Look forward to reading your views...

Charles

Last edited by Charles Boden; 11th October 2010 at 06:15 AM.
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Old 11th October 2010, 06:28 AM   #2
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Originally Posted by Charles Boden View Post
I personally have also encountered apparently mediumnic occurrences which would go well beyond the possibility of a scam of any kind - to mention just two: my 2nd wife's pregnancy of my daughter when my wife was just two weeks pregnant and neither she nor I even suspected that this could be possible, and the death of Lady Diana just seven days prior to the actual event. Neither of these two incidents could have been a set up or a scam, but of course you may simply claim that I am lying in what I am saying and we can consider this case closed. That's fine... But to me who experienced these occurrences personally, the question as to how this is possible still remains
This is a very common route into belief in the paranormal, the assumption that there are just two possible explanations of unusual experiences: that they are either scams/lies or that they are evidence of the paranormal/supernatural. In most cases they are neither, they are simply the inevitable result of the law of large numbers.

http://www.skepdic.com/lawofnumbers.html

If enough mediums make enough intelligent guesses they are bound to make some correct ones occasionally. The question is not whether mediums have occasionally proved to be correct, but whethe they are correct more often than would be expected by chance. Unfortunately the way the human brain works means that we all have some built-in cognitive biases that predispose us to notice 'hits' and ignore 'misses' whilst vastly underestimating the probability of those 'hits' being due to chance.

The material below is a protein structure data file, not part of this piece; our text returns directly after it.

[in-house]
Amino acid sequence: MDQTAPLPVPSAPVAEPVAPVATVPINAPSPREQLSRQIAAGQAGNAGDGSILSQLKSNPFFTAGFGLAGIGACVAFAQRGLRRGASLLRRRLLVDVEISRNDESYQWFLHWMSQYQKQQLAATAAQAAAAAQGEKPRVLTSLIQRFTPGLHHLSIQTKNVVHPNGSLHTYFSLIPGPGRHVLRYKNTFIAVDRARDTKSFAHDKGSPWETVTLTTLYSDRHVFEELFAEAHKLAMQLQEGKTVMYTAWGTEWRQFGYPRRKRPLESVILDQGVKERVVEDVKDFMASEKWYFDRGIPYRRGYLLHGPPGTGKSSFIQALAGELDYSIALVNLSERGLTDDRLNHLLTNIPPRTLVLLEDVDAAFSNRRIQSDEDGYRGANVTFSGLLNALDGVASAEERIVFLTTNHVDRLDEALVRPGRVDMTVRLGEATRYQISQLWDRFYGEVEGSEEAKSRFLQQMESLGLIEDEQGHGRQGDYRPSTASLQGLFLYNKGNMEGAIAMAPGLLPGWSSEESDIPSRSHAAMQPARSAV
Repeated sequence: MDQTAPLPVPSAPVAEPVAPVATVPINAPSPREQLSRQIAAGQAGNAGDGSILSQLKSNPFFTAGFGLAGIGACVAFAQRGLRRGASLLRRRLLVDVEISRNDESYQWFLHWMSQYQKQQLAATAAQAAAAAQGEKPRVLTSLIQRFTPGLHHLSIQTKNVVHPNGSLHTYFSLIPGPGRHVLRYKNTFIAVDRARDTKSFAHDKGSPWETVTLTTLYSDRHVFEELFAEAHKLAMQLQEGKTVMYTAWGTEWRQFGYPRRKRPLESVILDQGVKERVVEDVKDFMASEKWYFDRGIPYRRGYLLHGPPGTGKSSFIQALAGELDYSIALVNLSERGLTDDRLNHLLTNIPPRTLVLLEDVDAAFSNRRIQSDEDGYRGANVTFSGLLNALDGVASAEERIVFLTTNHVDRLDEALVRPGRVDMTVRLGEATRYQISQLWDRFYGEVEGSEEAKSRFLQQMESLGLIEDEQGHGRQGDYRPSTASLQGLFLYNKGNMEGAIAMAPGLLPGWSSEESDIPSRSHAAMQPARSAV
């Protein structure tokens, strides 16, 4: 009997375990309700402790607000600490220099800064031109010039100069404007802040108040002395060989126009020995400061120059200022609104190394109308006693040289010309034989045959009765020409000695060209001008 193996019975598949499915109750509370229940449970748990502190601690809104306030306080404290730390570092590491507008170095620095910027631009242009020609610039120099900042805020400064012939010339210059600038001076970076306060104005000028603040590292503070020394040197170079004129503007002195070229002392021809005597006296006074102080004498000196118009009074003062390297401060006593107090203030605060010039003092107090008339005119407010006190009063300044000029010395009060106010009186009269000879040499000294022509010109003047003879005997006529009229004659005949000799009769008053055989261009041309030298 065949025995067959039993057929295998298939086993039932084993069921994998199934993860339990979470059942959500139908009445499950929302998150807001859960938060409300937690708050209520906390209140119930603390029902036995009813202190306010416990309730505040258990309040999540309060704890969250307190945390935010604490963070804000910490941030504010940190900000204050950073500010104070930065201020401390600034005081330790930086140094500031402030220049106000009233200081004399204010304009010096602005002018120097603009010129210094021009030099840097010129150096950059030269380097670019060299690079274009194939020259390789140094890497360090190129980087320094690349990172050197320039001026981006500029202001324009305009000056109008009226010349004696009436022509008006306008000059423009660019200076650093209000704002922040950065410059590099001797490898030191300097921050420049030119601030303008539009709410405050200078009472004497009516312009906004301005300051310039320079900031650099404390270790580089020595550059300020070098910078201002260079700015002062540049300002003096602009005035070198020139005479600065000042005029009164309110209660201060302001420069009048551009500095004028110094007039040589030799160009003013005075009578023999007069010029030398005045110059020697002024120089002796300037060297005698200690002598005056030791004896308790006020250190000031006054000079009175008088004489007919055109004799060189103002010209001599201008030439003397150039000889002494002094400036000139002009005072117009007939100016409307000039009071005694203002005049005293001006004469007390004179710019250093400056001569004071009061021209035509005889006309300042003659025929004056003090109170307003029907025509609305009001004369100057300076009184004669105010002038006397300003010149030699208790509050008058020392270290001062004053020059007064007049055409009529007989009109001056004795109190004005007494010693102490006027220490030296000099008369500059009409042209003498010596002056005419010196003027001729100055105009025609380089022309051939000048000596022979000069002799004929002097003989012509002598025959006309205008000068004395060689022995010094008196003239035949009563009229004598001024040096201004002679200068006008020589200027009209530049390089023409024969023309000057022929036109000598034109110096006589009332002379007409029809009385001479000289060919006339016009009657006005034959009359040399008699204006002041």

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Old 11th October 2010, 06:29 AM   #3
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This Jacqueline Pool?

I don't think talking about superstings, collapsing quantum waves and the like helps.

Until the effect can be demonstrated there is little point trying to work out what causes it. No medium has ever been able to pass a proper test.
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Old 11th October 2010, 06:33 AM   #4
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Link to a previous thread: http://forums.randi.org/showthread.php?t=9518

I haven't read it all yet, but I don't think it's as clear as you claim that the psychic helped the police.
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Old 11th October 2010, 06:34 AM   #5
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No problem discussing the Poole case which was dissected quite thoroughly on this forum some seven years ago, but to do that you will need to be specific about it. Don't say that the descriptions were accurate: post the descriptions and the sources. Don't say the DNA proved something: post specifically what it proved against what was known and what your sources are.

Prior to that, you may wish to consider what you wrote here:

Originally Posted by Charles Bodenwhich
I am quite willing to share here just as long as the term "skeptical" might not be used as synonimous of biased, pre-judgemental or pre-conceptual, but as analytical and scientifically based in order to analyse not only a contrary point of view but a rational analysis of phenomenae beyond any current scientific knowledge, which naturally cannot be used as a premise for immediately discarding it. Science, as we know, does not as yet hold all the answers to all the mysteries.